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The Mass Media

The Mass Media

3-4-24 PDF
March 4, 2024
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February 26, 2024
An inside look at Bobby B. Beacon’s insides. Illustrated by Bianca Oppedisano/ Mass Media Staff.
Bobby's Inside Story
February 26, 2024

The Video Game Connoisseur

Anyone else remember Myst? Myst was the weird first-person puzzle/adventure game where you had to explore different worlds through books in a library in search for pages of two books that had people trapped in them. Most of the time you had no idea what to do and were left with guesswork, observation and the feeling of being totally alone (you never met another person until the end). While Myst’s puzzles seemed incredibly detailed, difficult and mind-wrenching, it was actually possible to complete the game in about five minutes.

Myst was the first game of its kind. It has had a few less-than-stellar sequels and many imitators, though none can compare to the original Myst. It’s one of those gaming experiences that will always stick with me and be a point of comparison when I play new games. Myst was actually what came to mind when I played “Sherlock Holmes: The Awakened.” Sherlock Holmes is actually a couple of years old (the game, not the character). The reason I picked it up was the box identified it as “Sherlock Holmes meets H.P. Lovecraft.” I am a huge fan of Lovecraft (the father of horror and sci-fi literature), and the inclusion of elements created by him (his short story “The Call of Cthulhu” seems to be the main inspiration) made this game very attractive to me.

The game is a first-person adventure where you have to find clues and helpful objects, while collecting information from people you run into. The story begins with Holmes being asked to investigate the disappearance of a young Maori manservant, only to discover this case is connected to a number of other disappearances, all being carried out by a mysterious cult. The course of the investigation leads you from London, to Switzerland, to Louisiana and finally to the Scottish coast. Call me weird, but Sherlock Holmes plus evil cults and ancient gods is a winning combination to me.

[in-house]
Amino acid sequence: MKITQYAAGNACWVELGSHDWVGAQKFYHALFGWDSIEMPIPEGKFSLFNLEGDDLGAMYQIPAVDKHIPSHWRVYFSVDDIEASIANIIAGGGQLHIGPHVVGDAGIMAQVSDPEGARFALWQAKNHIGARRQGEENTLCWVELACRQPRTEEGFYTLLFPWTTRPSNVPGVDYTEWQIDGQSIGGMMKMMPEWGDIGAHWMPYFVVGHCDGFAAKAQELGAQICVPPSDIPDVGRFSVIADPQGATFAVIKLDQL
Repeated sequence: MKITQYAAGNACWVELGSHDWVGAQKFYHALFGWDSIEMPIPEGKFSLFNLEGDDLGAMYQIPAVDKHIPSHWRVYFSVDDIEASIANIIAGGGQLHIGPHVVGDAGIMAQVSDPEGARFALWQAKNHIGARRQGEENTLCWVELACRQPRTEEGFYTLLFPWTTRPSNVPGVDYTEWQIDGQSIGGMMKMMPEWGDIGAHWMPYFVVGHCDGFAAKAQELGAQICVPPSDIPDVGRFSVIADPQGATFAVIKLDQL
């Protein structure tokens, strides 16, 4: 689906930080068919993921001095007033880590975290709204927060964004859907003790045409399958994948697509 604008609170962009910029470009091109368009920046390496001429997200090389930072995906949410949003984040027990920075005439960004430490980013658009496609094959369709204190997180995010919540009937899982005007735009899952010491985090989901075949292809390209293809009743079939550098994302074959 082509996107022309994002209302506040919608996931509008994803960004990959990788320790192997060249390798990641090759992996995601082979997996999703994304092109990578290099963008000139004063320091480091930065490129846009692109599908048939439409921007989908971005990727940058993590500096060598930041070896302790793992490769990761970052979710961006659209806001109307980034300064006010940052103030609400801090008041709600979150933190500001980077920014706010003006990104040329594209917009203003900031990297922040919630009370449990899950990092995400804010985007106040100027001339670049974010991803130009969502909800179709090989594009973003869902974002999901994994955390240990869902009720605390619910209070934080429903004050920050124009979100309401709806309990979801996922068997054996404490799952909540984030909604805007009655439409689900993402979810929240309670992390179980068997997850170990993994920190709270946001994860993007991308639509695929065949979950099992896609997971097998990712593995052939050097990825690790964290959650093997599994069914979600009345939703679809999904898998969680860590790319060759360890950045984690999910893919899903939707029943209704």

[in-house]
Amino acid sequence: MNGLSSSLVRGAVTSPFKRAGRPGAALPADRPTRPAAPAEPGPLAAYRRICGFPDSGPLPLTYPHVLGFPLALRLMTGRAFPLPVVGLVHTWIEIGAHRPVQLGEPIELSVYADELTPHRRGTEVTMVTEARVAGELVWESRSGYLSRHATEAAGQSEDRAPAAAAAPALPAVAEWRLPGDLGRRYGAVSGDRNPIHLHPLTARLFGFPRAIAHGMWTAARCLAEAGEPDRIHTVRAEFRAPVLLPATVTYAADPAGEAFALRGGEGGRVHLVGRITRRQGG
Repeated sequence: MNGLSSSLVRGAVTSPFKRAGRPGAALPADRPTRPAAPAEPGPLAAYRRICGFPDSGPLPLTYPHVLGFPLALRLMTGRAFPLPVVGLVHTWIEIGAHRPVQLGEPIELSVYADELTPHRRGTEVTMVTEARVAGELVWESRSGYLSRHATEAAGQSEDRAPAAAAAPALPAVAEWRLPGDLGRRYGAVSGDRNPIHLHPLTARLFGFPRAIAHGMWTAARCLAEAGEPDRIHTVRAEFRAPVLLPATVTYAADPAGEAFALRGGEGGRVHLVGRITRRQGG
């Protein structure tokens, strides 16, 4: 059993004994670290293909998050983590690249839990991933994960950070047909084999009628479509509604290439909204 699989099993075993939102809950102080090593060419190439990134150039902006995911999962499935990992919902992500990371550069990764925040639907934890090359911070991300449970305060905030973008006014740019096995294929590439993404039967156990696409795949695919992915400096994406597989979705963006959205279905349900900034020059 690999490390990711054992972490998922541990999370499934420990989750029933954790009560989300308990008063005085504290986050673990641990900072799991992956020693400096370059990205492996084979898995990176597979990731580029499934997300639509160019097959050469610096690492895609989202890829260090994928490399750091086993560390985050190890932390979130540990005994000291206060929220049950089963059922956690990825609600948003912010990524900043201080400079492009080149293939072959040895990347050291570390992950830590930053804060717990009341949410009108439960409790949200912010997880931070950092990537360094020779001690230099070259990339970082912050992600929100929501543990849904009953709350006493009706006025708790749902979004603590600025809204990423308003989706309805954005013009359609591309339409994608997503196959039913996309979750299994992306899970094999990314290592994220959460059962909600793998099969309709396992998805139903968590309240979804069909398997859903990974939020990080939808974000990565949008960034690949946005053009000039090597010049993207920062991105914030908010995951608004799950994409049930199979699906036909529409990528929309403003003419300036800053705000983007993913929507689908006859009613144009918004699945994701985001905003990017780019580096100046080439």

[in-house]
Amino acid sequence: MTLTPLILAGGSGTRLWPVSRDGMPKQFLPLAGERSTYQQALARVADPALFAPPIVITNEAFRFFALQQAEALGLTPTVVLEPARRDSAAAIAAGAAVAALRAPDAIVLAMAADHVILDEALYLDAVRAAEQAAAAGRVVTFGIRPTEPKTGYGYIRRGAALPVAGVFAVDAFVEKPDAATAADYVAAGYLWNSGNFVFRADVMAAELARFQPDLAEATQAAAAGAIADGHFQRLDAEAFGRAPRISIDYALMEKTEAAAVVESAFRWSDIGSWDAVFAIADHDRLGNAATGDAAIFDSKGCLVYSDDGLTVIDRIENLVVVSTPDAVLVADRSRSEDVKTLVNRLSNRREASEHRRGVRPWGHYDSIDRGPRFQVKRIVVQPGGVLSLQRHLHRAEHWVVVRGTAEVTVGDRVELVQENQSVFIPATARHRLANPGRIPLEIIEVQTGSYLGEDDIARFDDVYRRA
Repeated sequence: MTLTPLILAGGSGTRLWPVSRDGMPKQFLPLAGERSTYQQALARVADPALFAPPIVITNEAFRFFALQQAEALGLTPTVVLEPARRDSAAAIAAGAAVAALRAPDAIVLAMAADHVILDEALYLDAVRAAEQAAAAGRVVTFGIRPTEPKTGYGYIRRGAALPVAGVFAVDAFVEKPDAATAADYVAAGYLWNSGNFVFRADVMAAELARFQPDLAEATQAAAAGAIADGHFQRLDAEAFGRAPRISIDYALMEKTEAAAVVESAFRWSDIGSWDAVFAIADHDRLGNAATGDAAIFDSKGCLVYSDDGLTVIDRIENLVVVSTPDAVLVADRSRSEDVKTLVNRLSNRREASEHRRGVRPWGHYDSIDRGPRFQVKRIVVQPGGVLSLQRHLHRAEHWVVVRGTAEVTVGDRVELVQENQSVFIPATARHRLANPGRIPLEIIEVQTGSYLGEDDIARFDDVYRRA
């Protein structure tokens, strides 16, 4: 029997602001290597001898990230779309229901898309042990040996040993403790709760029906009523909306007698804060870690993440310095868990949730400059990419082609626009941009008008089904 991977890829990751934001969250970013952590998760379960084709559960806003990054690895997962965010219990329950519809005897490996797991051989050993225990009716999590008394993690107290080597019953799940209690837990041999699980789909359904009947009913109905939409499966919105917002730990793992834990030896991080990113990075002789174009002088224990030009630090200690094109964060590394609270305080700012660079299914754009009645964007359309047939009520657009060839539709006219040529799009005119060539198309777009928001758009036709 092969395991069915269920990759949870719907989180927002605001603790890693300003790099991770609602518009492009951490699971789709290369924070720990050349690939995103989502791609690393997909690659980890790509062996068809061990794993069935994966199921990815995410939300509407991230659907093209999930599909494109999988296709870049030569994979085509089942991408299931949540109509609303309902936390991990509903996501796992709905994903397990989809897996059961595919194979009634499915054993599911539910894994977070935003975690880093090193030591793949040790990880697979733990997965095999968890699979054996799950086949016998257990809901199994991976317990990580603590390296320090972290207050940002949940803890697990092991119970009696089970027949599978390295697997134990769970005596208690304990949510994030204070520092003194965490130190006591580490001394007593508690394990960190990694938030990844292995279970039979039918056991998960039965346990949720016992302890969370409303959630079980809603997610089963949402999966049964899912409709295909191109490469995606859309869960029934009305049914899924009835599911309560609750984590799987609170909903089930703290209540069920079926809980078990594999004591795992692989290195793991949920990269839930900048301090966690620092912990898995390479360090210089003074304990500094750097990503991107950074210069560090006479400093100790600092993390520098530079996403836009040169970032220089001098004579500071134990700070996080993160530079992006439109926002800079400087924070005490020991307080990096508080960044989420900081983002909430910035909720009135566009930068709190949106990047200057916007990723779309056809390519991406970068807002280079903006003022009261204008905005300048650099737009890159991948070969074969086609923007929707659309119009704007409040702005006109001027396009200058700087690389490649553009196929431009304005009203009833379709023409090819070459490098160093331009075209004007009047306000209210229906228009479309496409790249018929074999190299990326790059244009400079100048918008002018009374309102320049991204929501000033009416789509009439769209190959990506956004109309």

A few things, however, annoyed me about the game. First, I could do without the spoken conversations. I could have read the subtitles in a third of the time but had to wait until the character was done speaking. Secondly, it was way too easy to do things in the wrong order, which essentially stops any further progress and more or less ends the game. Also, the lack of an auto-save feature will have you repeating the same sequence over and over again after you “die.” What I found the most frustrating, though, was that many of the puzzles require you to step into the mind of Sherlock Holmes and make correct deductions from minimal evidence. It’s mostly annoying because, let’s face it: no one is as good as Holmes himself.

Other than those issues, the game is fairly good. The graphics are great. The story is well done-a good combination of classic Holmes and Lovecraft. And the controls are intuitive and simple. I only paid twenty bucks for the game, but I recommend looking for it in a discount bin or off of Amazon.